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Understanding RxJava Timer, Delay, and Interval Operators

  • Last Updated : 11 Aug, 2021

We will learn about the RxJava Timer, Delay, and Interval Operators in this post. Also, the use case of all the different Timers, Delays, and Interval Operators would be clarified in this article so stay tuned till the end. With examples, we shall study all of the following operations.

  • Timers
  • Delays
  • Interval

Let’s start with the RxJava Timer Operator. The Timer operator is used when we want to do something after a certain amount of time. 

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Timer Operator Example

Kotlin




Observable.timer(5, TimeUnit.SECONDS)
    .flatMap {
        return@flatMap Observable.create<String> { shooter ->
            Log.d("gfgArticleExampe", "Shoot")
            shooter.onNext("GeeksforGeeks")
            shooter.onComplete()
            // Action to be done when completed 10 secs
        }
    }
    .subscribeOn(Schedulers.io())
    .observeOn(AndroidSchedulers.mainThread())
    .subscribe {
        Log.d("gfgArticleExampe", it)
}

The above example shows us what we call a timer operator. As we have passed 10 seconds into the Timer operator, it will then move to the other task in this manner, we complete the task in 10 seconds and emit the value “GeeksforGeeks.”



GeekTip #1: When we have a use-case where we wish to complete a job after a certain amount of time, we may use the Timer Operator.

Now, let’s look at the RxJava Delay Operator. The Delay Operator shifts the emissions from an Observable ahead in time by a specified amount. Let’s look at an example of the Delay operator.

Delay Operator Example

Kotlin




Observable.create<String> { emitter ->
    Log.d("DelayGFG", "Shoot")
    emitter.onNext("GeeksforGeeks")
    emitter.onComplete()
}
.subscribeOn(Schedulers.io())
.delay(10, TimeUnit.SECONDS)
.observeOn(AndroidSchedulers.mainThread())
.subscribe {
    Log.d("DelayGFG", it)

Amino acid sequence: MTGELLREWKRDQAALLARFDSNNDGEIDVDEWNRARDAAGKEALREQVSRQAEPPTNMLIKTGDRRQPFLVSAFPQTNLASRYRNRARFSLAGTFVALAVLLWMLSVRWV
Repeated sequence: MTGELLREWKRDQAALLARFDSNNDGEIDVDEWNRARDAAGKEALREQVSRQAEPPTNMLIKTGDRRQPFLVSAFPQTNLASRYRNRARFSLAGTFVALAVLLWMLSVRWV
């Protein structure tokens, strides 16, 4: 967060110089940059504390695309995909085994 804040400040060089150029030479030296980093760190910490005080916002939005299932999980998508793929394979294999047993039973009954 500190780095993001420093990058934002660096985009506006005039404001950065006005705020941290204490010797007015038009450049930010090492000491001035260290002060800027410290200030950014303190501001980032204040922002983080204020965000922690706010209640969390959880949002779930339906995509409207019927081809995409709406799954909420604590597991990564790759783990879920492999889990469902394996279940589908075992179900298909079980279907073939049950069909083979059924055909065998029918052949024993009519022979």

}

We’re doing some work and then emitting a value, but we want to postpone the value’s emission to the subscriber, so we’ve used the delay operator. 

Geek Tip #2: When we have a use-case where we wish to execute the work first and then postpone the emission for a specific amount of time, we may use the Delay Operator.

Let’s take a look at the RxJava Interval Operator, which generates an Observable that emits a sequence of integers separated by a time interval.

Interval Operator Example

Kotlin




val disposable =
    Observable.interval(1, 10, TimeUnit.SECONDS)
        .flatMap {
            return@flatMap Observable.create<String> { shooter ->
                Log.d("GfGInterval", "Shoot")
                shooter.onNext("GeeksforGeeks")
                shooter.onComplete()
            }
        }
        .observeOn(AndroidSchedulers.mainThread())
        .subscribe {
            Log.d("GfGInterval", it)
        }
compositeDisposable.add(disposable)

In this case, the task will be repeated after a 10-second delay. One thing to bear in mind: it will continue indefinitely.

How to get rid of this loop then?

Well, there are two ways to come to a halt:

  • Making use of the compositeDisposable.
  • dispose() can be called using the take(n) operator.

Conclusion

When we have a use-case where we wish to repeat a job with a certain time interval, we may use the Interval Operator. Another thing to bear in mind is that all of the Timer, Delay, and Interval Operators run on the scheduler thread, hence we don’t have to be concerned about it. To address the intriguing problem, we may utilize RxJava Timer, Delay, and Interval Operators.




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